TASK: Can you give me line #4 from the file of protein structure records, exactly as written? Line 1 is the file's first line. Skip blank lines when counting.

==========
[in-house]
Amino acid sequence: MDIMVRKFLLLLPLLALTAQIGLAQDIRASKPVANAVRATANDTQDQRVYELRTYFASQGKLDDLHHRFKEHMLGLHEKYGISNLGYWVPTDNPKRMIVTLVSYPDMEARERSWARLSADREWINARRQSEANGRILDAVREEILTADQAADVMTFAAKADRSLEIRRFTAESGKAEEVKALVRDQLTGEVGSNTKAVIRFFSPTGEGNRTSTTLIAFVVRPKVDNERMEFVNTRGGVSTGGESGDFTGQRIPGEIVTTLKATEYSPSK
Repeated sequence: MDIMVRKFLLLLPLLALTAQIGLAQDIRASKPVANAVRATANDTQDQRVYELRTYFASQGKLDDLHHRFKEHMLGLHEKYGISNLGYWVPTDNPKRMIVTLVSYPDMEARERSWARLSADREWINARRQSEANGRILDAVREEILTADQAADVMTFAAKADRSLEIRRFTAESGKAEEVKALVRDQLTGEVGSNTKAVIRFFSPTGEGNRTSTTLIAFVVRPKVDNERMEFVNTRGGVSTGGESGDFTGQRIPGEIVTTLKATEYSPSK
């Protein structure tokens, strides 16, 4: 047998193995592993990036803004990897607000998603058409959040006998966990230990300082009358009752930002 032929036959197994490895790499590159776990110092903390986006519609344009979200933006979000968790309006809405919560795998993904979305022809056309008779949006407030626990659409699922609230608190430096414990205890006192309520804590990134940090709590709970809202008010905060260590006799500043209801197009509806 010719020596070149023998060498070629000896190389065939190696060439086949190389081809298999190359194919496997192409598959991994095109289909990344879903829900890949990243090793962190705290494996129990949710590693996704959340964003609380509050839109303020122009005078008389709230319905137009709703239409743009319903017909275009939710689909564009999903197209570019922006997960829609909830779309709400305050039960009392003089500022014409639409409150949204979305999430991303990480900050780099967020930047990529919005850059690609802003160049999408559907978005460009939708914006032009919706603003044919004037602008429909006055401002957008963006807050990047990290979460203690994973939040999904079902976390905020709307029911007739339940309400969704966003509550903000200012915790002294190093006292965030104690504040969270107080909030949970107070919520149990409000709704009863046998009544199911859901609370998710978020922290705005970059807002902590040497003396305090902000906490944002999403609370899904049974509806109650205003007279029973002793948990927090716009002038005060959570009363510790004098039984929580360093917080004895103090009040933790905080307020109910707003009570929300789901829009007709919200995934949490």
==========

């Protein structure tokens, strides 16, 4: 047998193995592993990036803004990897607000998603058409959040006998966990230990300082009358009752930002 032929036959197994490895790499590159776990110092903390986006519609344009979200933006979000968790309006809405919560795998993904979305022809056309008779949006407030626990659409699922609230608190430096414990205890006192309520804590990134940090709590709970809202008010905060260590006799500043209801197009509806 010719020596070149023998060498070629000896190389065939190696060439086949190389081809298999190359194919496997192409598959991994095109289909990344879903829900890949990243090793962190705290494996129990949710590693996704959340964003609380509050839109303020122009005078008389709230319905137009709703239409743009319903017909275009939710689909564009999903197209570019922006997960829609909830779309709400305050039960009392003089500022014409639409409150949204979305999430991303990480900050780099967020930047990529919005850059690609802003160049999408559907978005460009939708914006032009919706603003044919004037602008429909006055401002957008963006807050990047990290979460203690994973939040999904079902976390905020709307029911007739339940309400969704966003509550903000200012915790002294190093006292965030104690504040969270107080909030949970107070919520149990409000709704009863046998009544199911859901609370998710978020922290705005970059807002902590040497003396305090902000906490944002999403609370899904049974509806109650205003007279029973002793948990927090716009002038005060959570009363510790004098039984929580360093917080004895103090009040933790905080307020109910707003009570929300789901829009007709919200995934949490």